Mirabel M.,French Institute of Health and Medical Research |
Mirabel M.,University of Paris Descartes |
Ferreira B.,Institute du Coeur ICOR |
Sidi D.,University of Paris Descartes |
And 8 more authors.
Medecine/Sciences | Year: 2012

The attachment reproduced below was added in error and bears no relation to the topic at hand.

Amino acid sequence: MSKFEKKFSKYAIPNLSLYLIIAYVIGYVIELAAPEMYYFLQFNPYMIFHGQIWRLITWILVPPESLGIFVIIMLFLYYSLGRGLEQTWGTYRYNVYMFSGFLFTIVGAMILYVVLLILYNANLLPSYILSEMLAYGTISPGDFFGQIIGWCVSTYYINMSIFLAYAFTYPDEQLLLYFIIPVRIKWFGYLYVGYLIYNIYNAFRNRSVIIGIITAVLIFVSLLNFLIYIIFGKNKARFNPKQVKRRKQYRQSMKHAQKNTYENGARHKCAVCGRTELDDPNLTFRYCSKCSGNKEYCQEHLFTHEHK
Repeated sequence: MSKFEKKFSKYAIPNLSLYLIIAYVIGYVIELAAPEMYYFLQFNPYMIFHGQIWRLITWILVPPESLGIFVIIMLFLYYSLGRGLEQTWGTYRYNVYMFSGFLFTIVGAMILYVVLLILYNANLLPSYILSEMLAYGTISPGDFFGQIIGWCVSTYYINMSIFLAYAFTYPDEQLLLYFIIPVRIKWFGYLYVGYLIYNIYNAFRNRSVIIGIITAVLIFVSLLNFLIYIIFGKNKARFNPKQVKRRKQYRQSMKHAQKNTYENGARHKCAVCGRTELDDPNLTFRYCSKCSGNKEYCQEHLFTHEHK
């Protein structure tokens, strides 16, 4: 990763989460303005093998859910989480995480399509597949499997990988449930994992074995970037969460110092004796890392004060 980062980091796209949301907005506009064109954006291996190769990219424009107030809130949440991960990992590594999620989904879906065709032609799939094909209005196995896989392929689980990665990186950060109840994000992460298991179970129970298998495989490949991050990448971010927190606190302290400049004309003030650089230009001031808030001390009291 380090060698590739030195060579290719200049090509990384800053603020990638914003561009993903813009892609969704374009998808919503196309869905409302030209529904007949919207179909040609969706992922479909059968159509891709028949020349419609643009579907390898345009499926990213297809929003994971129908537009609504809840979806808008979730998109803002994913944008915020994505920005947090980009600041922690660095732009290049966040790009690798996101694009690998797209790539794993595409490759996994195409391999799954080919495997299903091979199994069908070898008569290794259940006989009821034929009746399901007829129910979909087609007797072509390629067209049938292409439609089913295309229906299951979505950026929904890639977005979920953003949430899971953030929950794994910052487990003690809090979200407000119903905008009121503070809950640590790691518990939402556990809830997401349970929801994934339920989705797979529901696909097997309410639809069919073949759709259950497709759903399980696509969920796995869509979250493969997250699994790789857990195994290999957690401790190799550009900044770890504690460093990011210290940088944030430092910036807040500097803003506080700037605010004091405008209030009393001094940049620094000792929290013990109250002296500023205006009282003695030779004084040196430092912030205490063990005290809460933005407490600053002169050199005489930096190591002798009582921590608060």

Acute rheumatic fever develops after an inadequate immune response to throat streptococcal infection that induces the production of antibodies reacting against cardiac endothelial cells. Valve damage may lead to irreversible cardiac valve sequela (rheumatic heart disease) with further evolution towards severe valve dysfunction and heart failure. The disease has been almost eradicated in Western countries with the development of living conditions and prevention policies, including primary prevention (treatment of sore throats) and secondary prevention (long term administration of antibiotics). However, rheumatic heart disease remains a major health problem in developing countries. Recently, echocardiography identified children with mild features of the disease, thereby allowing early treatment.